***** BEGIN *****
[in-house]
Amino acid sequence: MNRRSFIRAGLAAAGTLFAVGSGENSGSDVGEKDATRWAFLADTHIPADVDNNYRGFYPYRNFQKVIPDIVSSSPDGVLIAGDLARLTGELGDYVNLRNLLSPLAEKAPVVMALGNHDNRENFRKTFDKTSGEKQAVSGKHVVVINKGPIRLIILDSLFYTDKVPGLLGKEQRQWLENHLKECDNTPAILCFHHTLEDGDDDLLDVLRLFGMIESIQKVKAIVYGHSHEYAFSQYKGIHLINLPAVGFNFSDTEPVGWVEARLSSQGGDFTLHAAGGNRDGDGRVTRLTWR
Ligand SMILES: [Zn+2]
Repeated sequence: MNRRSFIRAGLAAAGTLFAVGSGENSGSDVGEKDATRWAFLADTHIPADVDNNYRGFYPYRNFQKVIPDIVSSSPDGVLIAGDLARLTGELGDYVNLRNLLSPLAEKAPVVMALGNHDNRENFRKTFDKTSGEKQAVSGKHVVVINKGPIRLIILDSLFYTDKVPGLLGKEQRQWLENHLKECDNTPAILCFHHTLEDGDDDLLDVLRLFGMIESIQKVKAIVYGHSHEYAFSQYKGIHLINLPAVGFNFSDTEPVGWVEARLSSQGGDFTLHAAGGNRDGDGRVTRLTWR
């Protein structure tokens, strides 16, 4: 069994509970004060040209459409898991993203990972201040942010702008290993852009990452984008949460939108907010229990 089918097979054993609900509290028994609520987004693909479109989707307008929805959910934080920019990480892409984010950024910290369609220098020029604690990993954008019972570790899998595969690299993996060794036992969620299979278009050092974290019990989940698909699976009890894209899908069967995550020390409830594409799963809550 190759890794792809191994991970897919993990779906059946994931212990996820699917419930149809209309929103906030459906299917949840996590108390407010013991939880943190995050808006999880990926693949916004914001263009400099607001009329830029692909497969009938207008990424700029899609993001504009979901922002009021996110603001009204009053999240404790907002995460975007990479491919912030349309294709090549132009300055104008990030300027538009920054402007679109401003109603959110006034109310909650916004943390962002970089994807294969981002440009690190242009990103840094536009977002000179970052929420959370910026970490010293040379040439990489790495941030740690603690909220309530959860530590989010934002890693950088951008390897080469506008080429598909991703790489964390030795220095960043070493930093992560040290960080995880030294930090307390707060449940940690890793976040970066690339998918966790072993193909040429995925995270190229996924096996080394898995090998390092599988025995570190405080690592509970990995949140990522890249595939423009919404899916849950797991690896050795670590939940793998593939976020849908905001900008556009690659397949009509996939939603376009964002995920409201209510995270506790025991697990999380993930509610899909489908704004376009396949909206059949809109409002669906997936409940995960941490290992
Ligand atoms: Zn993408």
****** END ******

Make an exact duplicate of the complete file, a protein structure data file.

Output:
[in-house]
Amino acid sequence: MNRRSFIRAGLAAAGTLFAVGSGENSGSDVGEKDATRWAFLADTHIPADVDNNYRGFYPYRNFQKVIPDIVSSSPDGVLIAGDLARLTGELGDYVNLRNLLSPLAEKAPVVMALGNHDNRENFRKTFDKTSGEKQAVSGKHVVVINKGPIRLIILDSLFYTDKVPGLLGKEQRQWLENHLKECDNTPAILCFHHTLEDGDDDLLDVLRLFGMIESIQKVKAIVYGHSHEYAFSQYKGIHLINLPAVGFNFSDTEPVGWVEARLSSQGGDFTLHAAGGNRDGDGRVTRLTWR
Ligand SMILES: [Zn+2]
Repeated sequence: MNRRSFIRAGLAAAGTLFAVGSGENSGSDVGEKDATRWAFLADTHIPADVDNNYRGFYPYRNFQKVIPDIVSSSPDGVLIAGDLARLTGELGDYVNLRNLLSPLAEKAPVVMALGNHDNRENFRKTFDKTSGEKQAVSGKHVVVINKGPIRLIILDSLFYTDKVPGLLGKEQRQWLENHLKECDNTPAILCFHHTLEDGDDDLLDVLRLFGMIESIQKVKAIVYGHSHEYAFSQYKGIHLINLPAVGFNFSDTEPVGWVEARLSSQGGDFTLHAAGGNRDGDGRVTRLTWR
């Protein structure tokens, strides 16, 4: 069994509970004060040209459409898991993203990972201040942010702008290993852009990452984008949460939108907010229990 089918097979054993609900509290028994609520987004693909479109989707307008929805959910934080920019990480892409984010950024910290369609220098020029604690990993954008019972570790899998595969690299993996060794036992969620299979278009050092974290019990989940698909699976009890894209899908069967995550020390409830594409799963809550 190759890794792809191994991970897919993990779906059946994931212990996820699917419930149809209309929103906030459906299917949840996590108390407010013991939880943190995050808006999880990926693949916004914001263009400099607001009329830029692909497969009938207008990424700029899609993001504009979901922002009021996110603001009204009053999240404790907002995460975007990479491919912030349309294709090549132009300055104008990030300027538009920054402007679109401003109603959110006034109310909650916004943390962002970089994807294969981002440009690190242009990103840094536009977002000179970052929420959370910026970490010293040379040439990489790495941030740690603690909220309530959860530590989010934002890693950088951008390897080469506008080429598909991703790489964390030795220095960043070493930093992560040290960080995880030294930090307390707060449940940690890793976040970066690339998918966790072993193909040429995925995270190229996924096996080394898995090998390092599988025995570190405080690592509970990995949140990522890249595939423009919404899916849950797991690896050795670590939940793998593939976020849908905001900008556009690659397949009509996939939603376009964002995920409201209510995270506790025991697990999380993930509610899909489908704004376009396949909206059949809109409002669906997936409940995960941490290992
Ligand atoms: Zn993408």